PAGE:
Levi turns 18 months old this weekend. It’s crazy to think that my baby will be a year and a half in just a few days. Now a full-fledged walking and talking toddler, Levi’s non-stop energy, curiosity and eagerness is what led JB and I to tour a local Montessori school yesterday As much as I love spending all day, every day with him, we think it’s time for Levi to take the next step in his development: nursery school.
Wait, I have a confession…
The truth is that I don’t love spending all day, every day with Levi. I love the idea of spending that time with him and I love that I’m able to be his primary caretaker during the day, but I don’t love every minute that we’re together. It’s exhausting. And challenging. Really, really challenging.
Sure, we attend weekly music and Gymboree classes when they’re available, and I try to schedule a playdate or two during the week, but I worry that I’m not providing Levi with enough stimulation. I’m not interested in just keeping him entertained; if that were my priority, I’d plop him in front of the TV to watch back-to-back episodes of “Sesame Street.”
And no, Levi is not lacking in toys. We have blocks and Legos and musical instruments and books and a tunnel and puppets and more. I play with him and I let him play independently. But I think Levi could benefit from more socialization with other children his age and from spending quality time with other adults. (Separation anxiety has been a challenge for us these past couple of months.) More importantly, though, I want Levi to continue gaining confidence and self-esteem as he explores his independence. I never want him to stop learning and growing, and I can only imagine that our basement/playroom is limiting in engaging experiences and mindful activities.
But there’s another reason why JB and I are interested in sending Levi to a part-time nursery school program. Being hands-on with Levi all day means that I only get a break when Levi naps — and I never know if he’s going to sleep for an hour and a half or three hours. If I were a SAHM, I could use Levi’s naptime to do some chores around the house, maybe prep dinner for that evening. However, as a WAHM, I’m at the computer doing my work for the day after I eat my own lunch. (Besides this blog, I’m a regular contributor for Lifetime Moms and guest post on various other blogs.)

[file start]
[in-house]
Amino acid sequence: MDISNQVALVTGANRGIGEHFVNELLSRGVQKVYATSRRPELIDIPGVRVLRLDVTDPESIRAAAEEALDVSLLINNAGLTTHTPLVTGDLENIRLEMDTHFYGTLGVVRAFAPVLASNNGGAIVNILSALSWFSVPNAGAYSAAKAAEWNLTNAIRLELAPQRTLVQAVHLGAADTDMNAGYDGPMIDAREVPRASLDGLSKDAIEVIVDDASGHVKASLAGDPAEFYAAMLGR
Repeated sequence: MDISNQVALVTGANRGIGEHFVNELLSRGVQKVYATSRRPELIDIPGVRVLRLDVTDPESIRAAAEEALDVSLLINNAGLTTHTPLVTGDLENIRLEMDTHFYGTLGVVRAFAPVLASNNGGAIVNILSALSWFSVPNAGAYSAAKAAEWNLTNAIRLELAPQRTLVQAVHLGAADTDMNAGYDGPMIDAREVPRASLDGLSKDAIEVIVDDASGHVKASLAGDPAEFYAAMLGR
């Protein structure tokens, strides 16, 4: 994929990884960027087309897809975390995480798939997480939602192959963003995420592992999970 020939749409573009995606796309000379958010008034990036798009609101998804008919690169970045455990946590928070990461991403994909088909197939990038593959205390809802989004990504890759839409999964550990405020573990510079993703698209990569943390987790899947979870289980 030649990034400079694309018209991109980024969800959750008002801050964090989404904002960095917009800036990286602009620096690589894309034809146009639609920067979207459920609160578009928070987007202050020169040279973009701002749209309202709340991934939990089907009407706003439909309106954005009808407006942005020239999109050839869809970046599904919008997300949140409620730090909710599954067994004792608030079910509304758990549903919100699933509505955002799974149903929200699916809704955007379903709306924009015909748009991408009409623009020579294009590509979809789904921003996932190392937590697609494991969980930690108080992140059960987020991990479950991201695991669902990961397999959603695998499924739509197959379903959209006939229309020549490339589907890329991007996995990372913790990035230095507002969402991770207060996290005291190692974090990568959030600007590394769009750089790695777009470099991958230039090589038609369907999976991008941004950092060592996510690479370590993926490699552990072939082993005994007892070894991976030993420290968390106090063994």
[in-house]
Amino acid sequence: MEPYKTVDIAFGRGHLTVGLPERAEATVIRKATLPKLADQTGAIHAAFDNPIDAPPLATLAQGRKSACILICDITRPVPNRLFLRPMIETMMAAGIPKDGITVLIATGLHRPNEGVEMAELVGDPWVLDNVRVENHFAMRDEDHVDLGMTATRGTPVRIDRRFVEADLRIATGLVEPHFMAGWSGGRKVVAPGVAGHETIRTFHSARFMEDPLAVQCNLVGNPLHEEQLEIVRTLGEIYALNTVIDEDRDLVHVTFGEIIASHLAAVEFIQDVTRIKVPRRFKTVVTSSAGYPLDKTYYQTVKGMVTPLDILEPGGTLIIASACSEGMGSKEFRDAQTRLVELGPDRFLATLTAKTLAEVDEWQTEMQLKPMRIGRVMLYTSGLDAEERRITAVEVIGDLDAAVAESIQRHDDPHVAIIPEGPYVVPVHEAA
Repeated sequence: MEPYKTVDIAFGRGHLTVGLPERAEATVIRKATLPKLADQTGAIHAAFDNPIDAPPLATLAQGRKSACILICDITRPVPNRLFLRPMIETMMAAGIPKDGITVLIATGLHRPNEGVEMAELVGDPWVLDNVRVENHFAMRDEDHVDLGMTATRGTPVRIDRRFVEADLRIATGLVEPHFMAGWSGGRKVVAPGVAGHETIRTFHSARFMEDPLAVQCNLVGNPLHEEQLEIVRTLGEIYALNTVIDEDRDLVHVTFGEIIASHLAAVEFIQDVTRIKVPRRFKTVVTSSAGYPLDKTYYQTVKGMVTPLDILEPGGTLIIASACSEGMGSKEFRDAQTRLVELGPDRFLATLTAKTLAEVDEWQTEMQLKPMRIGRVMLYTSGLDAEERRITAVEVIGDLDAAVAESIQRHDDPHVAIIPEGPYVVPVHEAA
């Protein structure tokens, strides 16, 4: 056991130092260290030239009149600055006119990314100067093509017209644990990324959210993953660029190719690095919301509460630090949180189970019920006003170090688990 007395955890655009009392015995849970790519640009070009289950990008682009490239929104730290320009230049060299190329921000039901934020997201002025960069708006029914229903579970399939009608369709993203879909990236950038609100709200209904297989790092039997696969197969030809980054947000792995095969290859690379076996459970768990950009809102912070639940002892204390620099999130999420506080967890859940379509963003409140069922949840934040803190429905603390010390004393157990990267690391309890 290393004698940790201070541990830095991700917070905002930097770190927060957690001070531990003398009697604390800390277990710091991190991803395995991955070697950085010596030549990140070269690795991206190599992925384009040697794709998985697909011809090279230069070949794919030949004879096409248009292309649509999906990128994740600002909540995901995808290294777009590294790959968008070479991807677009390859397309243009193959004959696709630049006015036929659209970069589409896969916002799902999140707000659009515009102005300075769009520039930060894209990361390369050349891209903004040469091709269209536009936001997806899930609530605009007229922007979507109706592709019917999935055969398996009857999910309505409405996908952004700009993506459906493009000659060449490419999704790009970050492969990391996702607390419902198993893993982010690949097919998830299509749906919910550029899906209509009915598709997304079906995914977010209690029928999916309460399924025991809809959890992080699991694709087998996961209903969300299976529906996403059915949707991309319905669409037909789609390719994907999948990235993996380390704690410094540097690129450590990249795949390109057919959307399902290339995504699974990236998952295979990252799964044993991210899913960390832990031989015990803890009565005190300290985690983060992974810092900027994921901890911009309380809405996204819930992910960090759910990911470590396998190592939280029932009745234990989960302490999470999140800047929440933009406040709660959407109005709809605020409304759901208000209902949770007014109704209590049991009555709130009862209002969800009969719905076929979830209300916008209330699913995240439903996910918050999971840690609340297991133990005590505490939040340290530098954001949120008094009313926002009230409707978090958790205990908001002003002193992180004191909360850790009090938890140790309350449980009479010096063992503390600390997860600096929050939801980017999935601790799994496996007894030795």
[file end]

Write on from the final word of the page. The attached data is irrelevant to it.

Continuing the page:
So household chores get put off…and off…and off. I don’ t know how other women do it, but I haven’t found enough hours in the day to fulfill all my duties as a mom, a wife and a worker. Sending Levi to school for three hours a day, five days a week would open a window of opportunity for me to be more productive at home.
Why I like Montessori
Before I became a mom, I didn’t give much thought to what type of nursery or preschool my children would attend, and I knew very little about Montessori. But the more I learn about Montessori, the more strongly I feel about following their philosophy:
“It is a view of the child as one who is naturally eager for knowledge and capable of initiating learning in a supportive, thoughtfully prepared learning environment. It is an approach that values the human spirit and the development of the whole child—physical, social, emotional, cognitive.”
What I also like about Montessori is that it’s not simply a daycare. It’s not a large room filled with oversize plastic toys, monitored by adults who are essentially babysitters. Even at the toddler stage, Montessori is a school, with independence being the primary objective. This New York Times article acknowledges that Montessori preschool instruction “has been shown to lead to strong academic achievement” by incorporating “self-control into daily activities.” Besides developing his gross and fine motor skills, Levi would be learning practical life and self-help skills that would serve him outside of the classroom.
So why I am feeling so confused?
At the end of the day, I wonder if sending Levi to nursery school at 18 months old means I’ve failed as a mom (a WAHM, at that) or that I’m a good mom for wanting to expand his horizons. Am I selfish for wanting more time for myself or smart for recognizing I need more time in order to actually accomplish the tasks on my to-do list? Maybe JB and I will regret our decision and pull him out of Montessori. Maybe we’ll realize it’s the best decision we’ve ever made. But we won’t know until we try, right?
Being a parent is hard.